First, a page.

Mathematical Proofs: A Transition to Advanced Mathematics (Pearson New International Edition)

Mathematical Proofs: A Transition to Advanced Mathematics (Pearson New International Edition)

By: Gary Chartrand (author), Albert D. Polimeni (author), Ping Zhang (author)Paperback

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Mathematical Proofs: A Transition to Advanced Mathematics, Third Edition, prepares students for the more abstract mathematics courses that follow calculus. Appropriate for self-study or for use in the classroom, this text introduces students to proof techniques, analyzing proofs, and writing proofs of their own. Written in a clear, conversational style, this book provides a solid introduction to such topics as relations, functions, and cardinalities of sets, as well as the theoretical aspects of fields such as number theory, abstract algebra, and group theory. It is also a great reference text that students can look back to when writing or reading proofs in their more advanced courses.

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0. Communicating Mathematics Learning Mathematics What Others Have Said About Writing Mathematical Writing Using Symbols Writing Mathematical Expressions Common Words and Phrases in Mathematics Some Closing Comments About Writing 1. Sets 1.1. Describing a Set 1.2. Subsets 1.3. Set Operations 1.4. Indexed Collections of Sets 1.5. Partitions of Sets 1.6. Cartesian Products of Sets Exercises for Chapter 1 2. Logic 2.1. Statements 2.2. The Negation of a Statement 2.3. The Disjunction and Conjunction of Statements 2.4. The Implication 2.5. More On Implications 2.6. The Biconditional 2.7. Tautologies and Contradictions 2.8. Logical Equivalence 2.9. Some Fundamental Properties of Logical Equivalence 2.10. Quantified Statements 2.11. Characterizations of Statements Exercises for Chapter 2 3. Direct Proof and Proof by Contrapositive 3.1. Trivial and Vacuous Proofs 3.2. Direct Proofs 3.3. Proof by Contrapositive 3.4. Proof by Cases 3.5. Proof Evaluations Exercises for Chapter 3 4. More on Direct Proof and Proof by Contrapositive 4.1. Proofs Involving Divisibility of Integers 4.2. Proofs Involving Congruence of Integers 4.3. Proofs Involving Real Numbers 4.4. Proofs Involving Sets 4.5. Fundamental Properties of Set Operations 4.6. Proofs Involving Cartesian Products of Sets Exercises for Chapter 4 5. Existence and Proof by Contradiction 5.1. Counterexamples 5.2. Proof by Contradiction 5.3. A Review of Three Proof Techniques 5.4. Existence Proofs 5.5. Disproving Existence Statements Exercises for Chapter 5 6. Mathematical Induction 6.1 The Principle of Mathematical Induction 6.2 A More General Principle of Mathematical Induction 6.3 Proof By Minimum Counterexample 6.4 The Strong Principle of Mathematical Induction Exercises for Chapter 6 7. Prove or Disprove 7.1 Conjectures in Mathematics 7.2 Revisiting Quantified Statements 7.3 Testing Statements Exercises for Chapter 7 8. Equivalence Relations 8.1 Relations 8.2 Properties of Relations 8.3 Equivalence Relations 8.4 Properties of Equivalence Classes 8.5 Congruence Modulo n 8.6 The Integers Modulo n Exercises for Chapter 8 9. Functions 9.1 The Definition of Function 9.2 The Set of All Functions from A to B 9.3 One-to-one and Onto Functions 9.4 Bijective Functions 9.5 Composition of Functions 9.6 Inverse Functions 9.7 Permutations Exercises for Chapter 9 10. Cardinalities of Sets 10.1 Numerically Equivalent Sets 10.2 Denumerable Sets 10.3 Uncountable Sets 10.4 Comparing Cardinalities of Sets 10.5 The Schroder-Bernstein Theorem Exercises for Chapter 10 11. Proofs in Number Theory 11.1 Divisibility Properties of Integers 11.2 The Division Algorithm 11.3 Greatest Common Divisors 11.4 The Euclidean Algorithm 11.5 Relatively Prime Integers 11.6 The Fundamental Theorem of Arithmetic 11.7 Concepts Involving Sums of Divisors Exercises for Chapter 11 12. Proofs in Calculus 12.1 Limits of Sequences 12.2 Infinite Series 12.3 Limits of Functions 12.4 Fundamental Properties of Limits of Functions 12.5 Continuity 12.6 Differentiability Exercises for Chapter 12 13. Proofs in Group Theory 13.1 Binary Operations 13.2 Groups 13.3 Permutation Groups 13.4 Fundamental Properties of Groups 13.5 Subgroups 13.6 Isomorphic Groups Exercises for Chapter 13 14. Proofs in Ring Theory (Online) 14.1 Rings 14.2 Elementary Properties of Rings 14.3 Subrings 14.4 Integral Domains 14.5 Fields Exercises for Chapter 14 15. Proofs in Linear Algebra (Online) 15.1 Properties of Vectors in 3-Space 15.2 Vector Spaces 15.3 Matrices 15.4 Some Properties of Vector Spaces 15.5 Subspaces 15.6 Spans of Vectors 15.7 Linear Dependence and Independence 15.8 Linear Transformations 15.9 Properties of Linear Transformations Exercises for Chapter 15 16. Proofs in Topology (Online) 16.1 Metric Spaces 16.2 Open Sets in Metric Spaces 16.3 Continuity in Metric Spaces 16.4 Topological Spaces 16.5 Continuity in Topological Spaces Exercises for Chapter 16 Answers and Hints to Odd-Numbered Section Exercises References Index of Symbols Index of Mathematical Terms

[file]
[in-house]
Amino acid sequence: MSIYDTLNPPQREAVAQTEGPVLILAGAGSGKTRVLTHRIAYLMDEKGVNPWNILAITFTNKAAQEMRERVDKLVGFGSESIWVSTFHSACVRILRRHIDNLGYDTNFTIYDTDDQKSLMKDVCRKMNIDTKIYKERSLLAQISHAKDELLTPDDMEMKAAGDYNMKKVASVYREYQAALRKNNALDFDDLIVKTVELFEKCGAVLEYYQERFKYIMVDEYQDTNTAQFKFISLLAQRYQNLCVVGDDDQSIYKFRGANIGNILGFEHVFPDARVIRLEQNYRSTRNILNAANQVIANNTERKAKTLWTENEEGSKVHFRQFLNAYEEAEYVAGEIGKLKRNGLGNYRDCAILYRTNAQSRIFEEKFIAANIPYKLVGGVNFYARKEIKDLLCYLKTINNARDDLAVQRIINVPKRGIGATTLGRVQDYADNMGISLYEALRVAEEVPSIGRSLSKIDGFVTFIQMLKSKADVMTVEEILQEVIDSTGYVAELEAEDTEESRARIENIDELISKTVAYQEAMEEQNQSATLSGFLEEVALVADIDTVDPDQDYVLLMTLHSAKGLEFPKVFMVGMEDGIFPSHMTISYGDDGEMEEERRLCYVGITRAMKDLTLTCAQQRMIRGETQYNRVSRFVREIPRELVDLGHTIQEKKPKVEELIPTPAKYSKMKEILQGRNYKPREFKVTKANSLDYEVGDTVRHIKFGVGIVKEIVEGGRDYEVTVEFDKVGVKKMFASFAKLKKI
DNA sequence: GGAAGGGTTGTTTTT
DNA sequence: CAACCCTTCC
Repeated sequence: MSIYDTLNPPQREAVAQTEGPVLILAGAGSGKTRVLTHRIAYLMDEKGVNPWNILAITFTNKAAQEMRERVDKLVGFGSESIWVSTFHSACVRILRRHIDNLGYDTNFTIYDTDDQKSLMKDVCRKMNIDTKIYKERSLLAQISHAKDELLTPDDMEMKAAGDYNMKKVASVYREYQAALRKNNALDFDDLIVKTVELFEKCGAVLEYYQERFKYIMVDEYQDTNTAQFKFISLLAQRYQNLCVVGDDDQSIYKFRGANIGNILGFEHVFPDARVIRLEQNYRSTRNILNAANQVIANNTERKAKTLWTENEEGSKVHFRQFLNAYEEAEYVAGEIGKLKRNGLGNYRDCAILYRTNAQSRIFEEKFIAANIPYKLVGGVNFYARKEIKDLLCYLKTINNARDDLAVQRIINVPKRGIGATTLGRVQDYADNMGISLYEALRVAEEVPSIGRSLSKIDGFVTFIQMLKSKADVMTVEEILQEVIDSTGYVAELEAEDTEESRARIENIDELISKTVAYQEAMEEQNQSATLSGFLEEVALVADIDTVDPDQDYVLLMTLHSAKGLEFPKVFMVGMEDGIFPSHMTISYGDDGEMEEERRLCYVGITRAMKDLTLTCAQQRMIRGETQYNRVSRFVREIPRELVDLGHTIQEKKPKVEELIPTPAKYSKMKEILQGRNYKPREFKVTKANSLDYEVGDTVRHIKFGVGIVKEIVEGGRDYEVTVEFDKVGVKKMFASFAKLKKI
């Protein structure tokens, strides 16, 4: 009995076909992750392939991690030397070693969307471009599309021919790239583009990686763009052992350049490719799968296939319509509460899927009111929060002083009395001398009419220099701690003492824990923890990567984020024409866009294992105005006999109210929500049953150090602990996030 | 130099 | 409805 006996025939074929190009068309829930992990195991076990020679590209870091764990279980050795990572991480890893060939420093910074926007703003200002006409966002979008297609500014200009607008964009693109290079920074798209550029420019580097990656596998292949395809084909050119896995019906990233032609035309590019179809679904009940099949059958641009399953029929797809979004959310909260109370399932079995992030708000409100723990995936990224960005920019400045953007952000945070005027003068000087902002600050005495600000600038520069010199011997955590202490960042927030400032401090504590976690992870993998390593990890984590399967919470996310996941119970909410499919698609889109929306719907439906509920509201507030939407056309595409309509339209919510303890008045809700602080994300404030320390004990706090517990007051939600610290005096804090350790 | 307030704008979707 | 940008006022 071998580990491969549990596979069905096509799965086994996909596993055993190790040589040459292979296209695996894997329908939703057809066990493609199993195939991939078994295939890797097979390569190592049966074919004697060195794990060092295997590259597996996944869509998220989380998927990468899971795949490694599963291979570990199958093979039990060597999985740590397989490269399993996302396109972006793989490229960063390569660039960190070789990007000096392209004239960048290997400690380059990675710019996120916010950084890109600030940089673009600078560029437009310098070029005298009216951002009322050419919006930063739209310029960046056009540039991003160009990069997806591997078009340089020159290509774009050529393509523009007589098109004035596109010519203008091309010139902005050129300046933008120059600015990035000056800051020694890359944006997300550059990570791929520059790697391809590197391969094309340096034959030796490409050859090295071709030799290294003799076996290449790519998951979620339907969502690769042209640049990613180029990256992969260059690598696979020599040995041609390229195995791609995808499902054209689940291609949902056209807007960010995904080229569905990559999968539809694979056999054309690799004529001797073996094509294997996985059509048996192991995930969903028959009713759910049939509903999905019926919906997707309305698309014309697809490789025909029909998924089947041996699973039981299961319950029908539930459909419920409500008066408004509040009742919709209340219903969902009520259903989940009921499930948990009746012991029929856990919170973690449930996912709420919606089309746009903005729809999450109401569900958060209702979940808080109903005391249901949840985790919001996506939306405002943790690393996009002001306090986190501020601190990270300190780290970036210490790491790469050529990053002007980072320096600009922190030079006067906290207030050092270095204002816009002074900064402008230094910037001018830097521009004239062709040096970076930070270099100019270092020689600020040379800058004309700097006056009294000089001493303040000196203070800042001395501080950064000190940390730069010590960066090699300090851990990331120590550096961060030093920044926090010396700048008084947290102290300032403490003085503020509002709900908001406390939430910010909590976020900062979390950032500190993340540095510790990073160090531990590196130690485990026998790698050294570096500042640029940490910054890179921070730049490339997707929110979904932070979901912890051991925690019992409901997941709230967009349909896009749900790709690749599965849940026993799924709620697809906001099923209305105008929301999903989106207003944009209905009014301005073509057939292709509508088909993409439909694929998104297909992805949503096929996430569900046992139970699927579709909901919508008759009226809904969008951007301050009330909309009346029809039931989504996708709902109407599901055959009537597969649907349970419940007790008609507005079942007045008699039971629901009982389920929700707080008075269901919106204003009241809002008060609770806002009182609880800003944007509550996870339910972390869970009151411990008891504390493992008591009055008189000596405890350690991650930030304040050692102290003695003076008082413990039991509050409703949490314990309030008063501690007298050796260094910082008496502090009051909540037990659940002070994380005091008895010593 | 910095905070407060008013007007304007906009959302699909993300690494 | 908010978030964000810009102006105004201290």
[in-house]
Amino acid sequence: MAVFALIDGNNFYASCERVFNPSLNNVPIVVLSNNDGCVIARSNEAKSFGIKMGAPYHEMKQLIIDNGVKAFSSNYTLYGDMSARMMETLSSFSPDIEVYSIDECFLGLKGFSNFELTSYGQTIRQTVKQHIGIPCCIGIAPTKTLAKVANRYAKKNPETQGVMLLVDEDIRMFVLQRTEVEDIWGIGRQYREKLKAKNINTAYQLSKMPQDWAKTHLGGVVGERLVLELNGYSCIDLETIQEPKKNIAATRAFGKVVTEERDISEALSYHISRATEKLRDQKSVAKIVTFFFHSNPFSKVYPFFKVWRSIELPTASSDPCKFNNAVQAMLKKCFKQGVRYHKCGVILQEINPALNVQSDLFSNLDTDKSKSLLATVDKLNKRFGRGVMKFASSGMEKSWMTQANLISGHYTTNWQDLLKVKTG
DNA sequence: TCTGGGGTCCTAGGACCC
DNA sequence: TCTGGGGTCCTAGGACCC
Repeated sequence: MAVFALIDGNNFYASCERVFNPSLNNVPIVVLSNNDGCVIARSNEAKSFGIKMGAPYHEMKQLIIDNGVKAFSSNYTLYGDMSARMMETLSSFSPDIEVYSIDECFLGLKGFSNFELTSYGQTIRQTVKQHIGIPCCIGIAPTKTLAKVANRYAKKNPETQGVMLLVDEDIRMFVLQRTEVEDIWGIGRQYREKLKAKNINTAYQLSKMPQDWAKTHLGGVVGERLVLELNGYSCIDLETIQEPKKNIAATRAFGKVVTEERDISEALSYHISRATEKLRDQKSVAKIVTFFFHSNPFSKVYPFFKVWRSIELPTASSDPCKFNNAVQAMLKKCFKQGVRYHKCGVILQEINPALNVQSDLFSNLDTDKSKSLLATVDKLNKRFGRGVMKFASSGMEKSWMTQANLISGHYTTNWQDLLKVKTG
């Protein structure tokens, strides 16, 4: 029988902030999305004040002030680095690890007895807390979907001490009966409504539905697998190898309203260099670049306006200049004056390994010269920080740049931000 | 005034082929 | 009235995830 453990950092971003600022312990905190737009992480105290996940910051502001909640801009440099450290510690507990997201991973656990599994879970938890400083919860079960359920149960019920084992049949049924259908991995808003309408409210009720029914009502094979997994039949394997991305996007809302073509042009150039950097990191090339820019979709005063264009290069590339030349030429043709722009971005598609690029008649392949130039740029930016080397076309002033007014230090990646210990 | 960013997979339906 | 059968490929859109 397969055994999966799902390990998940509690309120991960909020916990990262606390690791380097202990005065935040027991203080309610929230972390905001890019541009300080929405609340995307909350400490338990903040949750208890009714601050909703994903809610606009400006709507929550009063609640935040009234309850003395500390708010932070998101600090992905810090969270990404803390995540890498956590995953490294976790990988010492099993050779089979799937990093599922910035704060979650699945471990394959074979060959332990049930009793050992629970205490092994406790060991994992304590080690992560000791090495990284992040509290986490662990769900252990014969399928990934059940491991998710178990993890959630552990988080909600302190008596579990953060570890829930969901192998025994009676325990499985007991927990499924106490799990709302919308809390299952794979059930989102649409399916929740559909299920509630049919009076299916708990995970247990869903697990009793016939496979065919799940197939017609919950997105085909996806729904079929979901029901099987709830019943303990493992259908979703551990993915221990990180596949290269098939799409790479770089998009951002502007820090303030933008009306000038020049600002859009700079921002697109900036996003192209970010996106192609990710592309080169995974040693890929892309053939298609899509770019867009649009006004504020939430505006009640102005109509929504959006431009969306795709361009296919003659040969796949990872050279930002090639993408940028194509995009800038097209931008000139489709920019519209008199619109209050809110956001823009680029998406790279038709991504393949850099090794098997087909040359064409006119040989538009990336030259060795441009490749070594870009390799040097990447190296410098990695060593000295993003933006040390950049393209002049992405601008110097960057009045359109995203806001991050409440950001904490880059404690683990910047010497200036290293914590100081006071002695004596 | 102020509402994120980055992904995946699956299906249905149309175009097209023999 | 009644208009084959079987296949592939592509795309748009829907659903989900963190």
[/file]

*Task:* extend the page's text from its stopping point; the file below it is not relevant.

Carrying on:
Product Details

  • publication date: 01/11/2013
  • ISBN13: 9781292040646
  • Format: Paperback
  • Number Of Pages: 424
  • ID: 9781292040646
  • weight: 920
  • ISBN10: 1292040645
  • edition: Pearson New International Edition

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